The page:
Traffic Control With Wondershaper While Still Letting Your LAN Speeds Stay Super Fast

Wondershaper is pretty nice and easy traffic shaping tool for linux.  It’s been around for a while (and has its critics), but I find it to be a great tool.

It’s so useful for a pretty straightforward reason:  I can use a lot of bandwidth if I’m not careful, particularly upstream.  And while I’ve got pretty good speeds at my place now, I don’t want to totally annoy friends when I’m over at their house.  My amour still checks to see if I’m on the internet whenever her Roku starts buffering…

So that’s where we get to Wondershaper.  It helps limit and prioritize the bandwidth traffic coming to and from your computer so that the “tubes” don’t get congested.

Yes, it takes a little time to set up, but there are some excellent guides to walk you through it.  (If you can’t see the link, it’s  Most of the legwork needed will also help you set up properly Quality of Service settings on your router;  the cool thing here is that Wondershaper will help make those QoS settings work even better since your computer isn’t trying to shove more through the router.1

Except for one small thing.  For most people in the US, the bandwidth on your local network far exceeds the speeds you have to the internet.  Here’s the wireless network standard speeds (most wired networks are 100Mbps)

802.11b – 11 Mbps (2.4GHz)
802.11a – 54 Mbps (5 GHz)
802.11g – 54 Mbps (2.4GHz)
802.11n – 150Mbps – 600 Mbps (2.4GHz and 5 GHz)
802.11ac – 1300 Mbps (5 GHz)

I just tested my internet speeds, and it’s 7.88Mbps down (and 0.89Mbps up)… so there’s no way that I could download from the internet faster than even an old wireless standard could handle.

Wondershaper doesn’t know that.

As Wondershaper is currently written (at least in Debian and Ubuntu) it doesn’t differentiate between traffic out to the internet and between two computers on the same network.  So it made things really slow when I was trying to copy my music to another computer.

I managed to find where roobinatube had figured this out back in 2011.  By just adding a few lines of code, Wondershaper completely ignore LAN traffic and while still doing its job with internet-bound traffic. Let me walk you through what to do:

1.  Find out what your LAN’s private IP address space is.  (You can find out with the ip route command from iproute2.)  Most people’s are 192.168.. or 10...*, where the asterisks can be any number from 0 to 255.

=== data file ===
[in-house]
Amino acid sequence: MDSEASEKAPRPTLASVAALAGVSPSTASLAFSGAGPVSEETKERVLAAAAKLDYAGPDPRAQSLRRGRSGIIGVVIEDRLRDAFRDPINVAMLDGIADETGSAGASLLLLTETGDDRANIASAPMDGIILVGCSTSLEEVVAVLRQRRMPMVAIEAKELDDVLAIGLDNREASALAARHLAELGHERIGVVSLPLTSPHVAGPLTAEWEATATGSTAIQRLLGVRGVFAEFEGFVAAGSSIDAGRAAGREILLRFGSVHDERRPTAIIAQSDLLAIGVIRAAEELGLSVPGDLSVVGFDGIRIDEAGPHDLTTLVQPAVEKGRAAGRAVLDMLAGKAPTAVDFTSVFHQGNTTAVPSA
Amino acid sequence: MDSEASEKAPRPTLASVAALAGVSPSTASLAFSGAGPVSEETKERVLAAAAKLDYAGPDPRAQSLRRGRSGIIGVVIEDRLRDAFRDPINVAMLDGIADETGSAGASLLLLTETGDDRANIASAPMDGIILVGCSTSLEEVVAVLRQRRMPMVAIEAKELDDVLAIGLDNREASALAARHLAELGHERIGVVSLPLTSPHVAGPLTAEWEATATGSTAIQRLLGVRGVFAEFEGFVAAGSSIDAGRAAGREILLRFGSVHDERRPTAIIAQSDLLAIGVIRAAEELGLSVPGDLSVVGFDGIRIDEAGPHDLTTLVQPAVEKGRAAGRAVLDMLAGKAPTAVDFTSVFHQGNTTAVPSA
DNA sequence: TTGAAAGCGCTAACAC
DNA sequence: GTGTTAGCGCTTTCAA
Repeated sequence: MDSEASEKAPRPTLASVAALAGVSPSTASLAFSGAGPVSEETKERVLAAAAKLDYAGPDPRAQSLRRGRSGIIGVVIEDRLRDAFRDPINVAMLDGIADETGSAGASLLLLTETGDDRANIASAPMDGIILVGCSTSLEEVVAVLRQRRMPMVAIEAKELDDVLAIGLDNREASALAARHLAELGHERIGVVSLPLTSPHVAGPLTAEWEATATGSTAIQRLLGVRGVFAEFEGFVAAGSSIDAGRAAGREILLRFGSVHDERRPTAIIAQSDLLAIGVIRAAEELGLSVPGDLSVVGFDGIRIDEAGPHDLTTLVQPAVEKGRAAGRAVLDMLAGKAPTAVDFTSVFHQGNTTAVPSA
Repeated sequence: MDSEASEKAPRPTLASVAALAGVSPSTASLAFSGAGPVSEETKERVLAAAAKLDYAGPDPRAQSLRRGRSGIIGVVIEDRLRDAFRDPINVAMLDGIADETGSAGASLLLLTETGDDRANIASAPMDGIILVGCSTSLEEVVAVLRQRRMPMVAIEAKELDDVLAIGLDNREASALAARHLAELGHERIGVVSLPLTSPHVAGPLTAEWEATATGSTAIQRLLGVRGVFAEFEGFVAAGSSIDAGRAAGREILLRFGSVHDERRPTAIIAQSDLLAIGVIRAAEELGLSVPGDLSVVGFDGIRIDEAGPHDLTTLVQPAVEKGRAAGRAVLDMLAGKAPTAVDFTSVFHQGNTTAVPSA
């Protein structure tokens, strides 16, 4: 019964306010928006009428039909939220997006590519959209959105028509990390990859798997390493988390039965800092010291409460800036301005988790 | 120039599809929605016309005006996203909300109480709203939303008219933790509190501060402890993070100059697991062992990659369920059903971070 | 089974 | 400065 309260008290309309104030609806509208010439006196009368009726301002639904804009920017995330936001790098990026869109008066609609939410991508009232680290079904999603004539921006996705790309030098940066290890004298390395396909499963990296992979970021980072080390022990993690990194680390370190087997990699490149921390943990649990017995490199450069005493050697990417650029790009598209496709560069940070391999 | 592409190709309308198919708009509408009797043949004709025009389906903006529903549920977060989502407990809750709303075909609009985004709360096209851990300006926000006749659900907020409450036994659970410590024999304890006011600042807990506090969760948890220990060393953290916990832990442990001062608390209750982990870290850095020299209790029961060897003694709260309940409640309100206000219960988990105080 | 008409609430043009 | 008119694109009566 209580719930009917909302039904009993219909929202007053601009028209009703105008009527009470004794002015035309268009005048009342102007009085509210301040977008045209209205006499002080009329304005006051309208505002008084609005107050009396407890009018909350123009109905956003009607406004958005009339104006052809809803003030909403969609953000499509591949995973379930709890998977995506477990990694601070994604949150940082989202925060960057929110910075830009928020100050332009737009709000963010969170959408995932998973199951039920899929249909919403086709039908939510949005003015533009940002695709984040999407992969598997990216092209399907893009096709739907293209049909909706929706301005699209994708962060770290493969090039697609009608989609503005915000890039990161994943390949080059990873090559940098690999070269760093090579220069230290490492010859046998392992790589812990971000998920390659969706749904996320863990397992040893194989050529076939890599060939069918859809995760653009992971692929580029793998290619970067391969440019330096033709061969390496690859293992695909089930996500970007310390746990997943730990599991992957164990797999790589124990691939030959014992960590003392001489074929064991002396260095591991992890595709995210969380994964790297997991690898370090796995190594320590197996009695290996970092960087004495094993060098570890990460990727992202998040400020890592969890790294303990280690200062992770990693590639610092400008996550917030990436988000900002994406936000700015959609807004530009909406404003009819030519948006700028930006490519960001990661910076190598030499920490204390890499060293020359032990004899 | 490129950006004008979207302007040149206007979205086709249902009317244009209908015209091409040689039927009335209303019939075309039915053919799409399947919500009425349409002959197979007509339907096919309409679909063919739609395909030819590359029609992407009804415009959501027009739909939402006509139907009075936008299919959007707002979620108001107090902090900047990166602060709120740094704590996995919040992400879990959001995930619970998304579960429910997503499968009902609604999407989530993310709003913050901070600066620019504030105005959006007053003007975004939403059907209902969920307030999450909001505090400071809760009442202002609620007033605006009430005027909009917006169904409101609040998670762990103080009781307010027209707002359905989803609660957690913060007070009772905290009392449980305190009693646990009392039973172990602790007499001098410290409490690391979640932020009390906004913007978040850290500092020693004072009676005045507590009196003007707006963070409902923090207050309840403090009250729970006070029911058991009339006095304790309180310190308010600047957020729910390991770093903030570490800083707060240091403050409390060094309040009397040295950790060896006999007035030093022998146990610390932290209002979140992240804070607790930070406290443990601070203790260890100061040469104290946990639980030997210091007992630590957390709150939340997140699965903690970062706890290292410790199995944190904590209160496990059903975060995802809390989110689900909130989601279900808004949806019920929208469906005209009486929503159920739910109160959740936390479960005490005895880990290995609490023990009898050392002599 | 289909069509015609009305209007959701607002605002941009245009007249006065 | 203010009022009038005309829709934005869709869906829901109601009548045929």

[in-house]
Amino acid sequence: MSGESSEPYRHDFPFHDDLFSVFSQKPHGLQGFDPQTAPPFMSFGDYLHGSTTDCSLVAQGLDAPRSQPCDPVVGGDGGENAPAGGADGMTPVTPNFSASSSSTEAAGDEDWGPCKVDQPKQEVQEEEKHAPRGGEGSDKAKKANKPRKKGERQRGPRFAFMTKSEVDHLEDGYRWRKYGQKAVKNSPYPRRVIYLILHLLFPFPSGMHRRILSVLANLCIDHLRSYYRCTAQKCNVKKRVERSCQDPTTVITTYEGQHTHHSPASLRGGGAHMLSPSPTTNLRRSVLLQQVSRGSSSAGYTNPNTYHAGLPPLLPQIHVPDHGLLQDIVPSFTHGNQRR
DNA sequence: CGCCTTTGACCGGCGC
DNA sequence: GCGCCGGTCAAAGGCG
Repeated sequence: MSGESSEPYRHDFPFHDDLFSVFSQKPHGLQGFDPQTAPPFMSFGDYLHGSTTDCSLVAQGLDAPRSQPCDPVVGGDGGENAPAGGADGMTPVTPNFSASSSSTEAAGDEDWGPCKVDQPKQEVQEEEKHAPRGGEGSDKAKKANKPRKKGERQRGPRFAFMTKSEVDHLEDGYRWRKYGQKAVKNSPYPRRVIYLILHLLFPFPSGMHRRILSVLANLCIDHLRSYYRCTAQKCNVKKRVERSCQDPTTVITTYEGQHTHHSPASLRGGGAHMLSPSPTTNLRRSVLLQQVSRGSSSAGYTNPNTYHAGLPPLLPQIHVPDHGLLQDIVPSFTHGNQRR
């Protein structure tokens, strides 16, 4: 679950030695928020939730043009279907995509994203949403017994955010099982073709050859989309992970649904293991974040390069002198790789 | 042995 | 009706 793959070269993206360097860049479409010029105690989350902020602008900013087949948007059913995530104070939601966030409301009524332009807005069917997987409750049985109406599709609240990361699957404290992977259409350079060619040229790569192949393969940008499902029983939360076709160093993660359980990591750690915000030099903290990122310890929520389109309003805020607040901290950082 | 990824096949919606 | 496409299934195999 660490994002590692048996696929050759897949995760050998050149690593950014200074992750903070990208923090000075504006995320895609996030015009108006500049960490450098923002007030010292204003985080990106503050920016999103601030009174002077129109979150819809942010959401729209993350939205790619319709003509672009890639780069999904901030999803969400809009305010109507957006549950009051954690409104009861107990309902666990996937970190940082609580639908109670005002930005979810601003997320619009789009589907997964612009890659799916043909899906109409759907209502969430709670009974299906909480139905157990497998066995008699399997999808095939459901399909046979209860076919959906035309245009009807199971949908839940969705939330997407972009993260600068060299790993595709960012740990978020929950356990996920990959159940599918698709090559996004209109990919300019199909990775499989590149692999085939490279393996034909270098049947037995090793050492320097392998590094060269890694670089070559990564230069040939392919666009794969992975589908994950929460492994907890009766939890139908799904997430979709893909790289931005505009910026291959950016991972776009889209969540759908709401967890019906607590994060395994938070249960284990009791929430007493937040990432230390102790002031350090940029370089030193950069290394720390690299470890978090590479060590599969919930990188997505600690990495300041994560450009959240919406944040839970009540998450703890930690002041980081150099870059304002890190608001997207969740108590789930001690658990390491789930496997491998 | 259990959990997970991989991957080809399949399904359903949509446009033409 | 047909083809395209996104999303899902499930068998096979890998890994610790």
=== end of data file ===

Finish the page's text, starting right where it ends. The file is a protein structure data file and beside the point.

Here’s an example output:

default via dev eth0 dev eth0  proto kernel  scope link  src would be the router in this example, which the computer is connected to by the eth0 (or ethernet) connection. The /24 on the second line tells us that only the last number changes in our LAN.

2.  Find where the Wondershaper script is on your system.

which wondershaper
  1. Open Wondershaper in your favorite text editor. (I’m using where Wondershaper is installed on my system here.) You’ll probably need superuser permissions, so
sudo nano /usr/sbin/wondershaper
gksudo gedit /usr/sbin/wondershaper
kdesudo geany /usr/sbin/wondershaper

Here’s the fun part:

  1. Modification One.

Find these lines in the program.

# Set the following values to somewhat less than your actual download
# and uplink speed. In kilobits. Also set the device that is to be shaped.

Add these lines below making sure that you change the subnet. (Example: If your subnet from above is, then the value for LAN_SUBNET is…) And yes, I recommend leaving the comment so when you’ve forgotten what you did and find it again it saves you time.

# added to exclude LAN
  1. Modification Two. Now find these lines:
/sbin/tc class add dev $DEV parent 1:1 classid 1:30 cbq rate $((8*$UPLINK/10))kbit
allot 1600 prio 2 avpkt 1000

And add a blank line and then add this:

# added to exclude LAN
#put lan traffic into lan class
/sbin/tc filter add dev $DEV parent 1:0 protocol ip prio 1 u32
match ip src $LAN_SUBNET/24
match ip dst $LAN_SUBNET/24
flowid 1:3
  1. Modification Three. And finally, find this line (it should be just under a part that says “downlink”):
/sbin/tc qdisc add dev $DEV handle ffff: ingress

And then add this immediately below it

# added to exclude LAN
tc filter add dev $DEV parent ffff: prio 1 u32
match ip src $LAN_SUBNET/24
match ip dst $LAN_SUBNET/24
flowid :1

Your bandwidth will flow more smoothly – both within your LAN and out to the world at large.

1 If you have a laptop, you might have realized that the settings for Wondershaper won’t be the same at every location. We’ll hit that with my network control script later this week.

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